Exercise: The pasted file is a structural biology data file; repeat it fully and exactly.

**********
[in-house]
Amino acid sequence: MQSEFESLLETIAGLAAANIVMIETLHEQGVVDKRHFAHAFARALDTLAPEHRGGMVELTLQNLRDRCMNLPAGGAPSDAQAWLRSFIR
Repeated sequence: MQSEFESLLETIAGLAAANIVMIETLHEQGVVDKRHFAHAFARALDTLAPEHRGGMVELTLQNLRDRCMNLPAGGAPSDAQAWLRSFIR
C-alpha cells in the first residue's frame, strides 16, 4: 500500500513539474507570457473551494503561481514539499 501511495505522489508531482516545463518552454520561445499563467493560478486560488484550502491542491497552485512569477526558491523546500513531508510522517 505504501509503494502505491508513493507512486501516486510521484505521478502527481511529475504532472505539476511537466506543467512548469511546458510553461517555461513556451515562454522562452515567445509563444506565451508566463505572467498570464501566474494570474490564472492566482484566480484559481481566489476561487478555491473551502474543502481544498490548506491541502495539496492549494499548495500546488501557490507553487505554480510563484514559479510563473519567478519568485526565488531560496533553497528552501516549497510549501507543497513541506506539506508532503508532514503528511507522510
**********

[in-house]
Amino acid sequence: MQSEFESLLETIAGLAAANIVMIETLHEQGVVDKRHFAHAFARALDTLAPEHRGGMVELTLQNLRDRCMNLPAGGAPSDAQAWLRSFIR
Repeated sequence: MQSEFESLLETIAGLAAANIVMIETLHEQGVVDKRHFAHAFARALDTLAPEHRGGMVELTLQNLRDRCMNLPAGGAPSDAQAWLRSFIR
C-alpha cells in the first residue's frame, strides 16, 4: 500500500513539474507570457473551494503561481514539499 501511495505522489508531482516545463518552454520561445499563467493560478486560488484550502491542491497552485512569477526558491523546500513531508510522517 505504501509503494502505491508513493507512486501516486510521484505521478502527481511529475504532472505539476511537466506543467512548469511546458510553461517555461513556451515562454522562452515567445509563444506565451508566463505572467498570464501566474494570474490564472492566482484566480484559481481566489476561487478555491473551502474543502481544498490548506491541502495539496492549494499548495500546488501557490507553487505554480510563484514559479510563473519567478519568485526565488531560496533553497528552501516549497510549501507543497513541506506539506508532503508532514503528511507522510